Hot Cross Buns for Easter

It’s Easter next weekend and for me you can keep the chocolate eggs and shower me with hot cross buns, the traditional way for Christians to break their Lenten fast.  This recipe is so easy – it doesn’t  even need any arm-numbing kneading – you’d be mad not to give it a go.  I guarantee they’ll be better than anything you ever bought in a shop.

There was a time in Britain when the monarchy was given to interfering in the baking habits of its people. In 1592, Queen Elizabeth I of England issued an extremely stern edict forbidding the consumption of spiced buns except on certain days:

“That no bakers, etc., at any time or times hereafter make, utter, or sell by retail, within or without their houses, unto any of the Queen’s subjects any spice cakes, buns, biscuits, or other spice bread…except it be at burials, or on Friday before Easter or at Christmas, upon pain of forfeiture of all such spiced bread to the poor.”

Perhaps Britain has become a nation of Republicans or maybe the Brits just can’t resist a spiced bun, but hot cross buns, once only eaten over the Easter weekend, are now available in every supermarket all year round. Though a long way from being a royalist, I resolutely only make hot cross buns at Easter, enjoying the once-a-year treat and the Christian symbolism in my baking. The start of Lent is marked by using up all the rich ingredients (sugar, milk, eggs) in the kitchen to make pancakes on Shrove Tuesday. After 40 days of abstinence, people would celebrate by eating buns crammed with good things. The buns are made from a soft, yeasted, sweet and spiced dough and marked with a pastry cross to symbolize Christ on the cross. The first record of a bread marked with the sign of the cross is thought to be in the time of Pope Gregory IX when St Clare of Assisi blessed a stale loaf and a cross appeared on it. It is also thought that the spices in the bun represent the spices Jesus was wrapped in the tomb.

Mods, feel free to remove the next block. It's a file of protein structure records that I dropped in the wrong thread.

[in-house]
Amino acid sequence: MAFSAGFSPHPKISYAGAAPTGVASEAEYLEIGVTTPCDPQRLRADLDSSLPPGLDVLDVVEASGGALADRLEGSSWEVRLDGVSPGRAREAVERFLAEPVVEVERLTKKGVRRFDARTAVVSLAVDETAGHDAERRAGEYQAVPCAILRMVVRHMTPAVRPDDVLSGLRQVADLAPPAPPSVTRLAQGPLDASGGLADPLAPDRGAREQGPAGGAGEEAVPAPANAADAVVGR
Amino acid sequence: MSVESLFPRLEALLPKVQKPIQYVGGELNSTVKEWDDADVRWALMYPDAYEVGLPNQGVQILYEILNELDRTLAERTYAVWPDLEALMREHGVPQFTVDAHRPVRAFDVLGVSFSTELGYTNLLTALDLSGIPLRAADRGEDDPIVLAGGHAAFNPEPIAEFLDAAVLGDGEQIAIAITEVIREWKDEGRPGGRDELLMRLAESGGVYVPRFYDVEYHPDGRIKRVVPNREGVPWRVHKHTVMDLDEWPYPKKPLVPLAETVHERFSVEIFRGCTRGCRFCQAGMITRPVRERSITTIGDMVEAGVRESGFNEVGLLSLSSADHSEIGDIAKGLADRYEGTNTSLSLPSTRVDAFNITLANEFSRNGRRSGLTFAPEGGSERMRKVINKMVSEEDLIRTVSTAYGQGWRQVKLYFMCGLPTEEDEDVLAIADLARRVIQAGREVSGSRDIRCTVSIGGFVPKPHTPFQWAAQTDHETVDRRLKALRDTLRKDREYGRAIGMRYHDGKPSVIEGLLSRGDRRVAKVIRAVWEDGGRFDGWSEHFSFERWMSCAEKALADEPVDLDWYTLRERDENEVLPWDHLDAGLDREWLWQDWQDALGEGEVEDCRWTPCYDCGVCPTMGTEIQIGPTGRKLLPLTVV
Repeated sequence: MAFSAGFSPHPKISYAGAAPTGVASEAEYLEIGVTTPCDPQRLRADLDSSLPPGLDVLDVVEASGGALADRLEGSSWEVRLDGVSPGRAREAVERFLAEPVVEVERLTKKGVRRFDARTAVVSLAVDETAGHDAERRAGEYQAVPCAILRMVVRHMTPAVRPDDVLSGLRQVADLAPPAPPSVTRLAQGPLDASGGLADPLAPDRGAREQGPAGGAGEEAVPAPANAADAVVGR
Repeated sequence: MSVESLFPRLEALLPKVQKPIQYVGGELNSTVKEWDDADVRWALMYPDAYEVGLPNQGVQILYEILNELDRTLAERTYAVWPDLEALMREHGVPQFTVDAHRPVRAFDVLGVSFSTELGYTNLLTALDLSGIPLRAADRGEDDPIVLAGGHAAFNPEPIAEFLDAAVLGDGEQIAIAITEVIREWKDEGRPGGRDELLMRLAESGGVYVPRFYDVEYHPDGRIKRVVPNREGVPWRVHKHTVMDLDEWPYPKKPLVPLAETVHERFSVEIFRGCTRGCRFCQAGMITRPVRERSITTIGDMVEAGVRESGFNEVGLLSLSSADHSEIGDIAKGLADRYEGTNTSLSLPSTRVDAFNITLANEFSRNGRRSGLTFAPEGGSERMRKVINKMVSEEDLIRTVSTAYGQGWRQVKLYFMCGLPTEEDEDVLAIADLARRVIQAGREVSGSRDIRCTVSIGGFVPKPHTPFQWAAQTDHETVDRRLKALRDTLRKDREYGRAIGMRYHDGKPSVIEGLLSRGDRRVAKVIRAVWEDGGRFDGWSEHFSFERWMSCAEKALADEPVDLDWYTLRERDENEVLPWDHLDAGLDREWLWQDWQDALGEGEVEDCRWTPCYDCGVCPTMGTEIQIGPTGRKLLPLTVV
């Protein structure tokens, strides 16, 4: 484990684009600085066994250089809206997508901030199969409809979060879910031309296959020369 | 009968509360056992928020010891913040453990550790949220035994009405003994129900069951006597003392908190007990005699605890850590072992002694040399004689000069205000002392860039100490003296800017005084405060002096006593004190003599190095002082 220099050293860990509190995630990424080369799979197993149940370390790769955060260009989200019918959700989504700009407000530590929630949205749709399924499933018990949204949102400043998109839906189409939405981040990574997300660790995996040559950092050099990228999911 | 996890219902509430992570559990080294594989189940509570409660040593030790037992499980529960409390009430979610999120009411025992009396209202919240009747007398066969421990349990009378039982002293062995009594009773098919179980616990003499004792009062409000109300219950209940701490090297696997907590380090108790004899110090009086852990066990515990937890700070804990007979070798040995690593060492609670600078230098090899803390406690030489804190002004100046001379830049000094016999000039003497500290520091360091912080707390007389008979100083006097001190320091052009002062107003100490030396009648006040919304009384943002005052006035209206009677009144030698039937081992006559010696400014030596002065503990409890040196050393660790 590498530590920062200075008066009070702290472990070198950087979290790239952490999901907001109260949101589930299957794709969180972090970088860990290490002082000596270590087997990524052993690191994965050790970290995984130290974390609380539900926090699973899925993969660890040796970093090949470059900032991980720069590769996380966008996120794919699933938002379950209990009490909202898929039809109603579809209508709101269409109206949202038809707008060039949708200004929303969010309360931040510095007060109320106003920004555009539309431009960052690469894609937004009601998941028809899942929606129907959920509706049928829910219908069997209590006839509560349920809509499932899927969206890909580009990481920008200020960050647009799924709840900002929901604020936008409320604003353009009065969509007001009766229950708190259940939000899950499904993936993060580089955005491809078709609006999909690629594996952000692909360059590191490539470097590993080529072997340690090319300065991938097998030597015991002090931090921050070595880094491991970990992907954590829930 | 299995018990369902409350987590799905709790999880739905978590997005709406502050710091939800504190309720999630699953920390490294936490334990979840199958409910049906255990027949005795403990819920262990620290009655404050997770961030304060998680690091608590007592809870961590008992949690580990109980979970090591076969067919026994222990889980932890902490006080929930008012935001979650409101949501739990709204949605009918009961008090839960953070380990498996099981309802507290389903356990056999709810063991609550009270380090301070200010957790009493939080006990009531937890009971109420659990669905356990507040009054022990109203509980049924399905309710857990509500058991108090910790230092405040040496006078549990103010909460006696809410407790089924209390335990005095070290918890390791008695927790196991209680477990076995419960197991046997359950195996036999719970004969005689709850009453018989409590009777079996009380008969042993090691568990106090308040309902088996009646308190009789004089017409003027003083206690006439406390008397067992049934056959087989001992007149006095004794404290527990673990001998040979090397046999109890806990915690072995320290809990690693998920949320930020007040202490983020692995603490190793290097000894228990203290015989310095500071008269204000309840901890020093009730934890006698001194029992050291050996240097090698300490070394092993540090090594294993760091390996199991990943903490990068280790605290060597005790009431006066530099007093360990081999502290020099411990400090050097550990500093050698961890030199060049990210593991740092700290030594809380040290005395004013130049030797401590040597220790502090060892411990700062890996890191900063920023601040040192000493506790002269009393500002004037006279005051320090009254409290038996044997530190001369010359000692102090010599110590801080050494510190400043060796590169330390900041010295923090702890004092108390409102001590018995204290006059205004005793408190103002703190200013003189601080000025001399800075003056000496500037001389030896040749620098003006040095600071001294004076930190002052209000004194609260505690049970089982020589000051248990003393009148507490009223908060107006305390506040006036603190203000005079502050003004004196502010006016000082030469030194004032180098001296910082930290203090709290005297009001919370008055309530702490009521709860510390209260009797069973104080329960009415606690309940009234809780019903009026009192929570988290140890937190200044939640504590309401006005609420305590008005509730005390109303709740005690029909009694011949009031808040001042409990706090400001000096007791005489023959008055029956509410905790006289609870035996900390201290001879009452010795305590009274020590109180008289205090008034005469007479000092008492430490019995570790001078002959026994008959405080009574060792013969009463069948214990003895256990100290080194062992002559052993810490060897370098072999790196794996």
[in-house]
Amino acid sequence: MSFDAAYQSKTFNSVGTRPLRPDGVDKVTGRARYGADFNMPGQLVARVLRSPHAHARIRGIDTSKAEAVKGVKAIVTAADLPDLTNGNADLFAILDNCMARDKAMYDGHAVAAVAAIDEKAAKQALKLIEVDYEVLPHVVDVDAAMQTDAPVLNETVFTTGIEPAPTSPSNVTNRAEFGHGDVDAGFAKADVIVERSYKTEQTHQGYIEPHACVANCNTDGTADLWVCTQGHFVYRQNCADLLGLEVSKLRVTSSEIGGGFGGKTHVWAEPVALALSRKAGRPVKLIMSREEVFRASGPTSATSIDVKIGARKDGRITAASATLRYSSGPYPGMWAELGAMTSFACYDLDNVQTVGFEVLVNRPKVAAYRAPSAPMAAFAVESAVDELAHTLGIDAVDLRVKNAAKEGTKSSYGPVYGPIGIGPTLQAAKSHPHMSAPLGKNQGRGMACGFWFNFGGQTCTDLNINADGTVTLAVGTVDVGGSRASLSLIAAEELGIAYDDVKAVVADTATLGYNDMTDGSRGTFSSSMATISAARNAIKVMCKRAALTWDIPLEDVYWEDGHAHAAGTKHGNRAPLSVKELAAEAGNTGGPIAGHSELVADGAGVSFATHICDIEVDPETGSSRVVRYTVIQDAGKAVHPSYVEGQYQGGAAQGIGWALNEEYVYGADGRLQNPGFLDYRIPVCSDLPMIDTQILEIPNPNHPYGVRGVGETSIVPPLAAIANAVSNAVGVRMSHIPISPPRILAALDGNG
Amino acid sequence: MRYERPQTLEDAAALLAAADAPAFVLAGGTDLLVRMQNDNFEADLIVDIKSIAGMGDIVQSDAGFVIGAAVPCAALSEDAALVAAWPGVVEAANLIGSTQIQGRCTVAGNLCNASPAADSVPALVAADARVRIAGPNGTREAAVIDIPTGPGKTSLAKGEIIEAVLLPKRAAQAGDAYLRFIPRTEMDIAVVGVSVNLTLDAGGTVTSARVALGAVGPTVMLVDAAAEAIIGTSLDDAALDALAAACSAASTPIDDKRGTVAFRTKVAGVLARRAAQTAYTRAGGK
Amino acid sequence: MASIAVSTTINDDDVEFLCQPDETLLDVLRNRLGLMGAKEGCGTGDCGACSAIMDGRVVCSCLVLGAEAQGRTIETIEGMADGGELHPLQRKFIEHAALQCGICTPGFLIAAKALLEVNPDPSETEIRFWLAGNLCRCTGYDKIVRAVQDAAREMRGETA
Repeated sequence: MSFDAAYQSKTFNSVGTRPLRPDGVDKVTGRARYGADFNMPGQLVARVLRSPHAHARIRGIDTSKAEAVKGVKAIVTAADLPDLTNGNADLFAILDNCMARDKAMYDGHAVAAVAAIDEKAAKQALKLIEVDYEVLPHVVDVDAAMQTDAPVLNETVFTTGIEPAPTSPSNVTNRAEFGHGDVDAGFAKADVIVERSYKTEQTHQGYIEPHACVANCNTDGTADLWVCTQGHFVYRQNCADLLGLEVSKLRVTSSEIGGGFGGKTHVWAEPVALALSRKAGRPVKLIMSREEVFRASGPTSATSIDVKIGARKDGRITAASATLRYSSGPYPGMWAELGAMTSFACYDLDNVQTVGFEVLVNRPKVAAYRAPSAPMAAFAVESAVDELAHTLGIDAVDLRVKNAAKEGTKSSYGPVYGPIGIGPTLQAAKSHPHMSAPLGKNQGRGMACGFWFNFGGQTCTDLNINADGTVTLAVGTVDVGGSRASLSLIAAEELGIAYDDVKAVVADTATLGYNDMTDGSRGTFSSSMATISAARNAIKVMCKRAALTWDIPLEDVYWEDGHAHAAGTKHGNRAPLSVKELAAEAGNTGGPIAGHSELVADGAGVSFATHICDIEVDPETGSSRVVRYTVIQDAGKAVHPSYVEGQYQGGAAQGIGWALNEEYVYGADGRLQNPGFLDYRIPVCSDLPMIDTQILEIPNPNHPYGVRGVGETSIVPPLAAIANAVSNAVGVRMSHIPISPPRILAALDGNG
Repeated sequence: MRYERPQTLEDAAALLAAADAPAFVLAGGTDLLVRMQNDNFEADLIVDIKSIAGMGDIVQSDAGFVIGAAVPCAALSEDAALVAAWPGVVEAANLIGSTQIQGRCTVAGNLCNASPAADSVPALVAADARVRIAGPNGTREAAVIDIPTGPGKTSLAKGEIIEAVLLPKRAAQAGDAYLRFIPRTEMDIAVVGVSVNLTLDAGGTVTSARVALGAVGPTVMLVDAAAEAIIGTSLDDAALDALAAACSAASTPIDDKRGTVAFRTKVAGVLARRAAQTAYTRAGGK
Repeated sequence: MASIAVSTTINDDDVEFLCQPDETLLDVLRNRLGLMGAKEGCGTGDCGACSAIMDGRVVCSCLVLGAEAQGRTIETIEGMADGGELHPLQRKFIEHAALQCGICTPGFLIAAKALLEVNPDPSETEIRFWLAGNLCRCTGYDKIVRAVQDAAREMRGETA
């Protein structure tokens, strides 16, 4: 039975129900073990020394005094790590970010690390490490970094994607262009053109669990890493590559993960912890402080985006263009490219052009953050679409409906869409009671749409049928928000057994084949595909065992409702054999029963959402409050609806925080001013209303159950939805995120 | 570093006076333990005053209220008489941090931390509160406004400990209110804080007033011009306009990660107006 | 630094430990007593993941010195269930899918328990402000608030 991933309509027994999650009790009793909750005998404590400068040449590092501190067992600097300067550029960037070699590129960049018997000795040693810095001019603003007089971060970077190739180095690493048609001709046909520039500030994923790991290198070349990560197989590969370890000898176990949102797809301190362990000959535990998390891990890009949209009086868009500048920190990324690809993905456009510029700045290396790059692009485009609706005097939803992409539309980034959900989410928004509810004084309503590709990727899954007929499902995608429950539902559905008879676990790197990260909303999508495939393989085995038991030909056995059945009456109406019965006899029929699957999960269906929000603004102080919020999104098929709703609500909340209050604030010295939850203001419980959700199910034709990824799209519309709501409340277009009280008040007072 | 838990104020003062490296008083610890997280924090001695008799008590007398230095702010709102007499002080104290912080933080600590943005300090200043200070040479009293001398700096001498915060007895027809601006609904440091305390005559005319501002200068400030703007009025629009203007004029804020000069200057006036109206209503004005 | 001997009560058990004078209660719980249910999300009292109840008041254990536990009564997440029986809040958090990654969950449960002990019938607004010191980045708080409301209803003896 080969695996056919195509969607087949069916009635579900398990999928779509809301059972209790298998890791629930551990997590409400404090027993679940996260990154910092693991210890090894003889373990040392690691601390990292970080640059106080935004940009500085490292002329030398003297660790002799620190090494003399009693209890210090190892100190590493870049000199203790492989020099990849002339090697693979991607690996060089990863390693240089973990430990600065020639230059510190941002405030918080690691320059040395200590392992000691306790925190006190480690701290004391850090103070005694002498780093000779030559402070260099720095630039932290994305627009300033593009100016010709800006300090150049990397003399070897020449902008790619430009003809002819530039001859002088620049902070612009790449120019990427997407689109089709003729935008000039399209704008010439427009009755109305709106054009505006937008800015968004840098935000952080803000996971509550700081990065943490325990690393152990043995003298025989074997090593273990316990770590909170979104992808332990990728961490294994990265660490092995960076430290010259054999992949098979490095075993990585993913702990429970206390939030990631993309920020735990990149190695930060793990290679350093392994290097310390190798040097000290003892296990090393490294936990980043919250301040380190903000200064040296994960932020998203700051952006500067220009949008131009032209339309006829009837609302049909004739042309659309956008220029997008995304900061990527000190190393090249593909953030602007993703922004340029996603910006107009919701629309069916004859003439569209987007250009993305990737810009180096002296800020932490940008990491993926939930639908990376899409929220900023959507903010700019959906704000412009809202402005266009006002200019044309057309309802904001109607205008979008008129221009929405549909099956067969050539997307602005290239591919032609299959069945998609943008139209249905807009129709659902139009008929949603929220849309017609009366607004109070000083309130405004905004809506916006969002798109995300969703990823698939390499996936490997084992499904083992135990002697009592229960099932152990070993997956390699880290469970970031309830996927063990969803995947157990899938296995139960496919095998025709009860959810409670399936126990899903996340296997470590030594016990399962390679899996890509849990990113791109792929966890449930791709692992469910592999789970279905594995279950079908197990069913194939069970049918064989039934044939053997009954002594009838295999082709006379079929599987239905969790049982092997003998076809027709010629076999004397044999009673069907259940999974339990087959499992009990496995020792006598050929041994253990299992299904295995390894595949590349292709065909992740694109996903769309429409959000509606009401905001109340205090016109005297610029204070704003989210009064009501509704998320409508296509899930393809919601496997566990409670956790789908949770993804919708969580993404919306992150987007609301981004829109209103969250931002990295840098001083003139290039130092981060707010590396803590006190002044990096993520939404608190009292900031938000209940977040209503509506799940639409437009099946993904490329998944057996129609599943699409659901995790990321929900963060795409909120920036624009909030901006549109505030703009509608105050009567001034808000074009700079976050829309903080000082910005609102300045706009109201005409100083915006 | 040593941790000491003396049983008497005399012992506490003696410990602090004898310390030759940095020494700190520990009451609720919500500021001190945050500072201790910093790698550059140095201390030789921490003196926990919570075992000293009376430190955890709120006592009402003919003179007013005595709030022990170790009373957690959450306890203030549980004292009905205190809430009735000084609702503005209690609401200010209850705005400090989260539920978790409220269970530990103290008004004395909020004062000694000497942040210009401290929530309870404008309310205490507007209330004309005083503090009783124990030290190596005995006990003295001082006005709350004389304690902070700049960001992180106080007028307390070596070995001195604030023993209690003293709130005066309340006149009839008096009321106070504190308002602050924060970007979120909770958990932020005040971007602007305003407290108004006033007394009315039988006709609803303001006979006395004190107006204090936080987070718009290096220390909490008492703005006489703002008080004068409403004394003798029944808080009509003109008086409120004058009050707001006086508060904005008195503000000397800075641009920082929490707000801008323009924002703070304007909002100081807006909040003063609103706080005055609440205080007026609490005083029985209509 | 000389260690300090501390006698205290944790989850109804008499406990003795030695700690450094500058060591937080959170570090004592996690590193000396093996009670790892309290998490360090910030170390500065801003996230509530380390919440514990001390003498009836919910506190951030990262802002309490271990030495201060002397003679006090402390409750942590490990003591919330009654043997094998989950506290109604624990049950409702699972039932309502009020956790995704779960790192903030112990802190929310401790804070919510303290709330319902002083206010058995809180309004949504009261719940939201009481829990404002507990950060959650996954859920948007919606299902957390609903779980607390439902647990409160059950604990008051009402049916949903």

There is nothing better (but only at Easter!) than a thickly buttered hot cross bun. They’re also lovely with a slice of mature cheddar—though I wonder what Good Queen Bess would have made of that.

Bake heaven: The buns are best fresh out of the oven. Photo: Priyanka Parashar/Mint






Photo: Priyanka Parashar/Mint

Hot cross buns

Makes 12


450g strong bread flour or plain flour

7g (1 sachet) easy blend dried yeast

1 level tsp salt

50g caster sugar

2 tsp mixed spice (see note 1)

50g butter, cut into small pieces

100g currants

200ml lukewarm milk

2 eggs

For the crosses

75g flour

80ml water

For the glaze

2 tbsp milk

2 tbsp caster sugar


Grease a large baking tray. Gently heat the milk to lukewarm temperature, then beat in the eggs. In a large bowl, mix together the flour, yeast, salt, sugar and mixed spice. Add the butter and rub into the flour mixture until it looks like breadcrumbs. Stir in the currants. Make a well in the centre of the mixture and pour in the warm milk and eggs. Incorporate all the flour into the liquid until you have a coherent, soft dough. If the dough is too sticky, add a little more flour.

On a floured work surface, knead the dough gently for 10 seconds, then put back in the bowl and leave for 10 minutes. Knead the dough again for 10 seconds, cover again and leave for about 1 hour (these timings are not a misprint—try it and see). When the dough has doubled in size, knock out the air and divide into 12 pieces. Knead each piece into a smooth ball. Put the buns on to the greased tray, place the tray in a large plastic bag and leave until the buns have again doubled in size.